Monday, April 4, 2011

Inflating community impacts

Once again, the clarity of sustainability reports often leaves me with more questions than they answer. I was reviewing AT&T's 2009 report for a client benchmarking project I am working on, and came to their section on Community Involvement. AT&T has 282,720 employees, but the Company records volunteers including retirees, and notes that there are 325,000 volunteers in total. AT&T has more volunteers than it has employees! (Incidentally, 325,000 was the number that AT&T reported also in its 2008 report). Additionally, AT&T records a total of 8.5 million hours volunteering in the community for the year 2009.  8.5 million hours means that every single employee in the company volunteers for 2.5 hours every month. This is possible but it's not likely. What we are not told is what proportion of the total volunteers is represented by retirees, and what proportion of the total hours volunteered was actually volunteered by employees. Did any current employees actually spend volunteer time in the community? There is no contact point for queries listed in the report, so if any AT&T people are reading this blog, I would appreciate being enlightened.

As a general point, I do not believe that recording retiree volunteer hours combined with employee hours is appropriate. Just as adding in volunteer hours by employees' family members, friends, friends of friends, neighbors or even local golf club members is equally inappropriate. A sustainability report including community investment should specifically focus on identifying employeee community involvement, and record the numbers accordingly. This is important information for stakeholders.

If a company includes others in its community programs, in essence, this is a good thing. Providing retirees with a framework in which they can volunteer is positive and may well serve to enhance the quality of life of retirees as well as strengthen the local community fabric. Including employee families in community programs is positive as this may provide emotional support and positive family experiences about the workplace for employees.  It makes sense for a company to want to share this in a sustainability report - it's a part of their total impact - but I would prefer to see the numbers separately.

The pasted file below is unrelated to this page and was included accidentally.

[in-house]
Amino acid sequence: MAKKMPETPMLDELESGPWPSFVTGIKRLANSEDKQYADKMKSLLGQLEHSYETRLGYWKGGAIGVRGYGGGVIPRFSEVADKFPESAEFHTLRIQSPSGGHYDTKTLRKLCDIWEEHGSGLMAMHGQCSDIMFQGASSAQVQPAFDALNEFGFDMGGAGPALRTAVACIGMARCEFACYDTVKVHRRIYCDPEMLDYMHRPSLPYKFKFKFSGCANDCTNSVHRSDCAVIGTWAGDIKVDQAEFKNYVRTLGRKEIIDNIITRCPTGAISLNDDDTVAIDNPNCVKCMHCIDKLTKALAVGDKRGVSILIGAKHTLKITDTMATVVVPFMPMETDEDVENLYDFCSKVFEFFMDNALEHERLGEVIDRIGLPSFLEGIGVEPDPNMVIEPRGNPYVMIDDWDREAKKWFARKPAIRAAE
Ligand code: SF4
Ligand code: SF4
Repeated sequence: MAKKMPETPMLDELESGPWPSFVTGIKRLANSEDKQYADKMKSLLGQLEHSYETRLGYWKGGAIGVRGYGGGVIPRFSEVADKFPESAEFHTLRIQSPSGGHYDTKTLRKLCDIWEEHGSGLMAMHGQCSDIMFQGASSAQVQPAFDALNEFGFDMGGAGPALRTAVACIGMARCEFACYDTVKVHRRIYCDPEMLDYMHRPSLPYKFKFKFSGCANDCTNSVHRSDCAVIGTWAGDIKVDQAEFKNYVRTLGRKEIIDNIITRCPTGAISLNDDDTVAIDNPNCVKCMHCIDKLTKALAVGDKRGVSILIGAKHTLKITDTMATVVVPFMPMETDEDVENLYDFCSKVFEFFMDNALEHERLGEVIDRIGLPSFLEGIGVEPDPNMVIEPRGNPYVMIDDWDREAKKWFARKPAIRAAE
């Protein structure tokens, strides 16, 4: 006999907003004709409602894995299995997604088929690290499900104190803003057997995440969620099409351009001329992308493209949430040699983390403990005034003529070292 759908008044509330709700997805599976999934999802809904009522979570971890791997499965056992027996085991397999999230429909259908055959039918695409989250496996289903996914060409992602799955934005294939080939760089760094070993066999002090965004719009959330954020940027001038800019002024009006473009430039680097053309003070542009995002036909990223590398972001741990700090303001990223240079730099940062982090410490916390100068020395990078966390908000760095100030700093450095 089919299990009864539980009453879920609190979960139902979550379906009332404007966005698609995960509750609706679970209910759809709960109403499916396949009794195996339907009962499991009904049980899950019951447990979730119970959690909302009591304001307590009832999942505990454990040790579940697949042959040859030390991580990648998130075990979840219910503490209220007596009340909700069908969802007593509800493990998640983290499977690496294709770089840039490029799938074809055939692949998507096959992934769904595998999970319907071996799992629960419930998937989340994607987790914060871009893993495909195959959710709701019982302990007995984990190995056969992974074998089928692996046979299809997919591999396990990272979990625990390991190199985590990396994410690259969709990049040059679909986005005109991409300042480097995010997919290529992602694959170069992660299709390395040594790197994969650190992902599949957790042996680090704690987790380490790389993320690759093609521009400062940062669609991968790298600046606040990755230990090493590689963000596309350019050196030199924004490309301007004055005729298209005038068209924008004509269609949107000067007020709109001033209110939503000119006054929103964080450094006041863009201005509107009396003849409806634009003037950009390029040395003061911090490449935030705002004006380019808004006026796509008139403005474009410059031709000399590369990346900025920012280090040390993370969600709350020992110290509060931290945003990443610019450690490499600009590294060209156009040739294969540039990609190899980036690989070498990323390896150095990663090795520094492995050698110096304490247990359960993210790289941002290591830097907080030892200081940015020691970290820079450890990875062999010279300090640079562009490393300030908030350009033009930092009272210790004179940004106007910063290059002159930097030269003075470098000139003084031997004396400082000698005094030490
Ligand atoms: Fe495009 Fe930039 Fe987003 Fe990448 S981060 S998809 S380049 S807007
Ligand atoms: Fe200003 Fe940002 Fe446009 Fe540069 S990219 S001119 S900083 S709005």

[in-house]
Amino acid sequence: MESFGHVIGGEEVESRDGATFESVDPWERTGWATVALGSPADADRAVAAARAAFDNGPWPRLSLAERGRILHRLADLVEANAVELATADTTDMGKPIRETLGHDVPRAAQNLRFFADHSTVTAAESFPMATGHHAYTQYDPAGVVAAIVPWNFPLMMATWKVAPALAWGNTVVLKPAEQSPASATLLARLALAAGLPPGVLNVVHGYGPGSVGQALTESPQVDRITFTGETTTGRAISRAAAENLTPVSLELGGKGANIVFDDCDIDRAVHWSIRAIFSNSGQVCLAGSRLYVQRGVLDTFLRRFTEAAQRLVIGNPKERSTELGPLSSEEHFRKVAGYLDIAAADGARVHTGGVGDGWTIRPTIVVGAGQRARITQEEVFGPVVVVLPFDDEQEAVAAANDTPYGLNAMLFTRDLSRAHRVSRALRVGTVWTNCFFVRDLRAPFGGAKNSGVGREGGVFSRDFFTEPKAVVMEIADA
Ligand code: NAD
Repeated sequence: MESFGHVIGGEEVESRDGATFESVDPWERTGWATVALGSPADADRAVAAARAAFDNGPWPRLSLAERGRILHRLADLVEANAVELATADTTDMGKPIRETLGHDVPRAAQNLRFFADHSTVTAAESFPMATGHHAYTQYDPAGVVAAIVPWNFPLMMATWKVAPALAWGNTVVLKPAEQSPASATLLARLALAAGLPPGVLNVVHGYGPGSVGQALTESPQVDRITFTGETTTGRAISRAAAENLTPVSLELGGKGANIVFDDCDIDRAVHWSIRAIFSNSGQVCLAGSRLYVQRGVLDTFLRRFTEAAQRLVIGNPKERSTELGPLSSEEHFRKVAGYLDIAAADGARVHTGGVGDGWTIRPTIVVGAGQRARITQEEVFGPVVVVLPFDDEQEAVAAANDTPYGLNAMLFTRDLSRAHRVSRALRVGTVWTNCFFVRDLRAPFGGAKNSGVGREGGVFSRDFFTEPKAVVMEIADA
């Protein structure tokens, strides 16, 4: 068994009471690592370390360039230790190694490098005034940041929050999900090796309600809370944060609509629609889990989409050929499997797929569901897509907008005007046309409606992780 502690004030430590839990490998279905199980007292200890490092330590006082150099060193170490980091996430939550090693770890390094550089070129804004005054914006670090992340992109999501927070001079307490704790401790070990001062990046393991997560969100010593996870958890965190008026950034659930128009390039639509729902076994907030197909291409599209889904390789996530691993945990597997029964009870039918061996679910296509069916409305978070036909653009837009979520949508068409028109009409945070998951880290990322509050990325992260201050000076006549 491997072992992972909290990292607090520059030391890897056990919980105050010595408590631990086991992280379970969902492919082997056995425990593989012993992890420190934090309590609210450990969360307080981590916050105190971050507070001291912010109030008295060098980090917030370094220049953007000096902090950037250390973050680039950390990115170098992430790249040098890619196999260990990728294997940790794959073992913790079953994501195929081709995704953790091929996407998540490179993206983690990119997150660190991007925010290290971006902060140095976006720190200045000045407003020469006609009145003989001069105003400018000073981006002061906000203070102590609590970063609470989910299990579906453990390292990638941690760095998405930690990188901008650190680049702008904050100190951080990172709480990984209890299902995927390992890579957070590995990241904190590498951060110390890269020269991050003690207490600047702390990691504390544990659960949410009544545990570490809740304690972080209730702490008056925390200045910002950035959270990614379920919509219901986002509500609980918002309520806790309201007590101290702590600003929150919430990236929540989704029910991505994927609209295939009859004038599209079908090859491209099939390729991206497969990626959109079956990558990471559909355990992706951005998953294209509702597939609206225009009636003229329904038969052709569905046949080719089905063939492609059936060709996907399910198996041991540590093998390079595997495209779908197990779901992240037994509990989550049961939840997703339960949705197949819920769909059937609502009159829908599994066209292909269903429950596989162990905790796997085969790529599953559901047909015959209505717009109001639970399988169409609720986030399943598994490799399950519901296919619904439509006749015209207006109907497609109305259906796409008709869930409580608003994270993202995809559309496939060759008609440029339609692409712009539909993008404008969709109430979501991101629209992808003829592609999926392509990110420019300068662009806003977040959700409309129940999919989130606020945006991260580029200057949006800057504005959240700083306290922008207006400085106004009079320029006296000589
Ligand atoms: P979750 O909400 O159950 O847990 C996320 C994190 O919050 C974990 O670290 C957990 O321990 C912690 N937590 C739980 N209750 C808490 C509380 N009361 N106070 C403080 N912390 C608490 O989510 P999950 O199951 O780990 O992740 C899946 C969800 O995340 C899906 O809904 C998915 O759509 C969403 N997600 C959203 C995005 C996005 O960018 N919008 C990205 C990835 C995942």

Otherwise it looks as though a company is inflating its community impact. 
Now why would a company want to do that?  

elaine cohen, CSR consultant, Sustainabilty Reporter, HR Professional, Ice Cream Addict. Author of CSR for HR: A necessary partnership for advancing responsible business practices  Contact me via  on Twitter or via my business website  (BeyondBusiness, an inspired CSR consulting and Sustainability Reporting firm)


Anonymous said...

The more pertinent question would be "why waste time documenting volunteer work"?

It's rather obvious that the biggest community impact a company can make is NOT charity, but rather the role its own product and services make.

AT&T should focus on making communication simpler easier and more affordable for communities, and spare use the nonsense charity accounting. It's all too easy to clean out the pockets of the poor and throw a few pennies of "charity" back as as sop.

elaine said...

Hi Anonymous :)
Thanks for reading and thanks for your comment. I agree that charity is not the most significant of impacts and that this should not detract from a core business strategy which addresses sustainability issues. However, I also believe that community involvement and employee volunteering (not just donating cash) bring many advantages both for the community and for the business, as well as offering possibilities to employees to experience positive things that they do not get in a regular day's work. My point is that companies should be clearer about how they communicate this.
warm regards

Anonymous said...

Employees can volunteer on their own and are always free to do so, as individuals.

If a company has funds or resources available to spend on the redundant activity of organising volunteer work, then I would like to know what that money isnt instead being spend to develop more socially valuable products and services - or reducing the price of them.

The reason companies like to focus on charity is that it provides cheap marketing impact. It gets you a mention in the press and among people. But that is an INTERNALLY focused benefit, it is not the best use of those resources if you are actually interested in DOING something for the community.

Better yet, if communities matter so much why doesnt AT&T tie its high paid executive bonuses to community impact, rather than rounding up low paid employees to go spend their time making the company look good.

As I said, once you look carefully at this, it stinks.

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